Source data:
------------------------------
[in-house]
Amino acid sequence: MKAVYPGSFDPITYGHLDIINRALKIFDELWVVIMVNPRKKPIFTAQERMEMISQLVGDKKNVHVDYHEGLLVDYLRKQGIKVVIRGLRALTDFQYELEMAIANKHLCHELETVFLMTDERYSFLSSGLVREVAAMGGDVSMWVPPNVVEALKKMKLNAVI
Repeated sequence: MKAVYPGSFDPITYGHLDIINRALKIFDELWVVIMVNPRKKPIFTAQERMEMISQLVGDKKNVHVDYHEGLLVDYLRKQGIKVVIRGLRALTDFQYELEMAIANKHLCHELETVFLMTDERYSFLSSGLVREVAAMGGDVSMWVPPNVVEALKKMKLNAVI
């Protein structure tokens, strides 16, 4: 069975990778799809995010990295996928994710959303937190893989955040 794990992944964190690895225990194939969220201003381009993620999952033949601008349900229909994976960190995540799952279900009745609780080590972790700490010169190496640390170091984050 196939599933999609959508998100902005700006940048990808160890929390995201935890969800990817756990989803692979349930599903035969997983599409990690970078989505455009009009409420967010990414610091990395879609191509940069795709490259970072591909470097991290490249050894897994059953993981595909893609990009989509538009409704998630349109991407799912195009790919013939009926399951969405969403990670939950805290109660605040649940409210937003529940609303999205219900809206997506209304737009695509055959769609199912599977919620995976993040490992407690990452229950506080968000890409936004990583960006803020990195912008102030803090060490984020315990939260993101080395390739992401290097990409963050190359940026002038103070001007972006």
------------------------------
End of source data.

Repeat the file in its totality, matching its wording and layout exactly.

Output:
[in-house]
Amino acid sequence: MKAVYPGSFDPITYGHLDIINRALKIFDELWVVIMVNPRKKPIFTAQERMEMISQLVGDKKNVHVDYHEGLLVDYLRKQGIKVVIRGLRALTDFQYELEMAIANKHLCHELETVFLMTDERYSFLSSGLVREVAAMGGDVSMWVPPNVVEALKKMKLNAVI
Repeated sequence: MKAVYPGSFDPITYGHLDIINRALKIFDELWVVIMVNPRKKPIFTAQERMEMISQLVGDKKNVHVDYHEGLLVDYLRKQGIKVVIRGLRALTDFQYELEMAIANKHLCHELETVFLMTDERYSFLSSGLVREVAAMGGDVSMWVPPNVVEALKKMKLNAVI
């Protein structure tokens, strides 16, 4: 069975990778799809995010990295996928994710959303937190893989955040 794990992944964190690895225990194939969220201003381009993620999952033949601008349900229909994976960190995540799952279900009745609780080590972790700490010169190496640390170091984050 196939599933999609959508998100902005700006940048990808160890929390995201935890969800990817756990989803692979349930599903035969997983599409990690970078989505455009009009409420967010990414610091990395879609191509940069795709490259970072591909470097991290490249050894897994059953993981595909893609990009989509538009409704998630349109991407799912195009790919013939009926399951969405969403990670939950805290109660605040649940409210937003529940609303999205219900809206997506209304737009695509055959769609199912599977919620995976993040490992407690990452229950506080968000890409936004990583960006803020990195912008102030803090060490984020315990939260993101080395390739992401290097990409963050190359940026002038103070001007972006």